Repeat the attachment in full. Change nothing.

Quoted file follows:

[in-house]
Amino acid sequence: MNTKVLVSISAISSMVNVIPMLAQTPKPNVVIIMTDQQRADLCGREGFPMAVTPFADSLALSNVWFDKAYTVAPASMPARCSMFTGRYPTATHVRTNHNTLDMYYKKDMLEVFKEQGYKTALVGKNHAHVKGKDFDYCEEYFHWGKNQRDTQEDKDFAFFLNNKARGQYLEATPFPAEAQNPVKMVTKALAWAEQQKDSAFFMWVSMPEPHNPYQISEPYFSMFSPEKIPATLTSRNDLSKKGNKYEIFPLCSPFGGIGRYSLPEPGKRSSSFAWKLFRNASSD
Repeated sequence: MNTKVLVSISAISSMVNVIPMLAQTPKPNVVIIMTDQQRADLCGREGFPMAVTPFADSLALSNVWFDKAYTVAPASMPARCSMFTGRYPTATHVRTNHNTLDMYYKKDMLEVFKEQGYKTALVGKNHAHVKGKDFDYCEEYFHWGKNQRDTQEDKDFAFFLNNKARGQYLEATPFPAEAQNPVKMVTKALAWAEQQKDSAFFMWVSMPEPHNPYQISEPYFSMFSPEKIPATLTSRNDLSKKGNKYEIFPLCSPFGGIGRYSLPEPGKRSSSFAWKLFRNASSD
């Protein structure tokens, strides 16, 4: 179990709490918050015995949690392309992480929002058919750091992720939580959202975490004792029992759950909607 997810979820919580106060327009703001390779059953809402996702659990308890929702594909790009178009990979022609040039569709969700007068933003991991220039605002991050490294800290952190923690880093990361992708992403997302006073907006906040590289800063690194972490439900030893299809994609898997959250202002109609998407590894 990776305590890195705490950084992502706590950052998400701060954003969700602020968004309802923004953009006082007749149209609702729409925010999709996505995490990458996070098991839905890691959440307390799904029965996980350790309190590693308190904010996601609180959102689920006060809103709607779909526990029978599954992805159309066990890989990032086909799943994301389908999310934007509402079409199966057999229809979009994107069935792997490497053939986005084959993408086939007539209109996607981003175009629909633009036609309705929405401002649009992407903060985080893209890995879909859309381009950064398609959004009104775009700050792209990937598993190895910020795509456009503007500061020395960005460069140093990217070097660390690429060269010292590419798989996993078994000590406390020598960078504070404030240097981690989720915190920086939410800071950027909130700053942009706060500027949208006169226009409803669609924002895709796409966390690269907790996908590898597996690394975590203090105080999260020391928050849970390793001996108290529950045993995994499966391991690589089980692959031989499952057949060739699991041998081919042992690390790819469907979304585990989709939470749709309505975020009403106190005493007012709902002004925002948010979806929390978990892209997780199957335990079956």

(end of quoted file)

[in-house]
Amino acid sequence: MNTKVLVSISAISSMVNVIPMLAQTPKPNVVIIMTDQQRADLCGREGFPMAVTPFADSLALSNVWFDKAYTVAPASMPARCSMFTGRYPTATHVRTNHNTLDMYYKKDMLEVFKEQGYKTALVGKNHAHVKGKDFDYCEEYFHWGKNQRDTQEDKDFAFFLNNKARGQYLEATPFPAEAQNPVKMVTKALAWAEQQKDSAFFMWVSMPEPHNPYQISEPYFSMFSPEKIPATLTSRNDLSKKGNKYEIFPLCSPFGGIGRYSLPEPGKRSSSFAWKLFRNASSD
Repeated sequence: MNTKVLVSISAISSMVNVIPMLAQTPKPNVVIIMTDQQRADLCGREGFPMAVTPFADSLALSNVWFDKAYTVAPASMPARCSMFTGRYPTATHVRTNHNTLDMYYKKDMLEVFKEQGYKTALVGKNHAHVKGKDFDYCEEYFHWGKNQRDTQEDKDFAFFLNNKARGQYLEATPFPAEAQNPVKMVTKALAWAEQQKDSAFFMWVSMPEPHNPYQISEPYFSMFSPEKIPATLTSRNDLSKKGNKYEIFPLCSPFGGIGRYSLPEPGKRSSSFAWKLFRNASSD
């Protein structure tokens, strides 16, 4: 179990709490918050015995949690392309992480929002058919750091992720939580959202975490004792029992759950909607 997810979820919580106060327009703001390779059953809402996702659990308890929702594909790009178009990979022609040039569709969700007068933003991991220039605002991050490294800290952190923690880093990361992708992403997302006073907006906040590289800063690194972490439900030893299809994609898997959250202002109609998407590894 990776305590890195705490950084992502706590950052998400701060954003969700602020968004309802923004953009006082007749149209609702729409925010999709996505995490990458996070098991839905890691959440307390799904029965996980350790309190590693308190904010996601609180959102689920006060809103709607779909526990029978599954992805159309066990890989990032086909799943994301389908999310934007509402079409199966057999229809979009994107069935792997490497053939986005084959993408086939007539209109996607981003175009629909633009036609309705929405401002649009992407903060985080893209890995879909859309381009950064398609959004009104775009700050792209990937598993190895910020795509456009503007500061020395960005460069140093990217070097660390690429060269010292590419798989996993078994000590406390020598960078504070404030240097981690989720915190920086939410800071950027909130700053942009706060500027949208006169226009409803669609924002895709796409966390690269907790996908590898597996690394975590203090105080999260020391928050849970390793001996108290529950045993995994499966391991690589089980692959031989499952057949060739699991041998081919042992690390790819469907979304585990989709939470749709309505975020009403106190005493007012709902002004925002948010979806929390978990892209997780199957335990079956």